After signing a contract based on 2012 LPO, businessman was given billions of taxpayer money in advance to buy military equipment. Now he wants extra pay, described by the military as bogus.

In 2012, the Malawi Defence Force issued an LPO to businessman Shiraz Ferreira to supply various goods to the military through his SF international in a contract worth 24 billion kwacha. There was no contract between the businessman and government until 2017 and Ferreira only partly delivered the goods in 2019. Now Ferreira is in court, demanding that the state pays his company and its lawyers an extra 6 billion kwacha, reportedly for in interest claims. The MDF says the claim is bogus.


In around December, as Malawians rushed for festive season, the High Court entered a default payment ordering Malawi government to pay businessman Shiraz Fereira a total sum of 24 billion kwacha for an ‘interest’ claim his company—SF international had launched at the court.

The Attorney General, overwhelmed by numerous court cases his office handles—according to officials in his office—had forgotten to go to court and defend the claim. The claim involves alleged demand for interest on a contract for supply of military equipment ‘signed’ in 2012 by the MDF and the company.

It’s a curious contract whose details the Platform for Investigative Journalism has now obtained.  The actual contract was signed on 17th December 2017 to supply various military equipment worth $30 million (24 billion kwacha) on the base of the contract is a Local Purchase Order (LPO), the Malawi Defence Force purportedly signed with SF International in 2012.

“Pursuant to the said agreement the claimant (Ferreira) took delivery of the equipment valued in the sum of $8 382, 000.00 leaving the balance sum of $21, 618, 000.00 undelivered as a reason of the Defendant’s Default,” reads the claims as filed by Ferreira’s lawyer Frank Mbeta.

The company is now demanding to be paid interest in the sum of $6, 942, 359.49 (K5, 581, 496, 267) as compound interest and $202, 270.78 (K162 620 407) as legal costs.

When the AG’s office failed to defend the case, Justice Ken Manda entered a default judgement, but the AG later learnt of the development at court and applied to set aside the judgement which on 6th January 2022, the Registrar of the High Court did.

The Genesis

The story goes as far back as 2012, during the Joyce Banda presidency when, according to a letter Mbeta wrote to the office of the AG on 3 February 2020, the MDF issued LPOs to SF International for procurement of various goods.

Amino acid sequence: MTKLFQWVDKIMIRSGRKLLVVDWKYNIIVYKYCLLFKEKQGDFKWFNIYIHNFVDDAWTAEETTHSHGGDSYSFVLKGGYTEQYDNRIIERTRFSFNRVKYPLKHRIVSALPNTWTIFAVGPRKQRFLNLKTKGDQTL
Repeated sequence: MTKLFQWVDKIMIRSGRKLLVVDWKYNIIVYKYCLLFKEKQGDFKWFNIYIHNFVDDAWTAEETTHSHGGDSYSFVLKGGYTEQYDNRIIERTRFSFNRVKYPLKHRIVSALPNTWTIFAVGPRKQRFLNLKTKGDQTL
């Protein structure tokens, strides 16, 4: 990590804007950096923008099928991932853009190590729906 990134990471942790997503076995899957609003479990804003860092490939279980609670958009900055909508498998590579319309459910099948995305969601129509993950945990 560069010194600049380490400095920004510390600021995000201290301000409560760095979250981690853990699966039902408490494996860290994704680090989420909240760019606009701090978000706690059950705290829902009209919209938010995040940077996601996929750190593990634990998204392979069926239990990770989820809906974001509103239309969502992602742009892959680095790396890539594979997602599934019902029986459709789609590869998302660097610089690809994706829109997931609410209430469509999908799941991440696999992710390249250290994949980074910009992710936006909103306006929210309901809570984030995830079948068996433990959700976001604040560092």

The contract was finally signed in 2017 and Ferreira delivered the goods in 2019.

“As you may recall, our client entered into a contract with Malawi government for the supply of various military goods to the Malawi Defense Force in December 2012. The contract was negotiated through your office sometime in March 2017. As a result, the last consignment was delivered around 2019. Consequently, over the intervening period, our client has suffered loss through delayed payments thereof. We, therefore, claim the sum of US10, 936 772.24 as net position of interest loss,” reads the letter.

Mbeta’s letter enclosed calculations on the interest and informed the AG their side was available for negotiations on the matter.

Mbeta followed up on the matter with another letter on 20th March 2020, titled CLAIM OF INTEREST BY SF INTERNATIONAL AGAINST MALAWI GOVERNMENT (MALAWI DEFENCE FORCE), notifying the Malawi government that the company had recalculated the interests. The revised claim was now $6 942 359.49 and added $202, 270.78 in collection fees.

According to article 4 of the contract focusing on payments, the total price of the contract is US $21 618, 000.00.

A copy of the contract signed between the MDF and SF International, sourced by the PIJ, however, does indicate that SF international was supposed to be paid after delivery of the materials not before but the contract was designed in a unique—read strange—way.

Government was going to be paying SF International in trenches, according to details of the contract. And SF was going to be delivering its material in trenches.

  • Firstly, the government was to pay SF USD $7 059 000.00 between 1st July 2017 and 30th September 2017.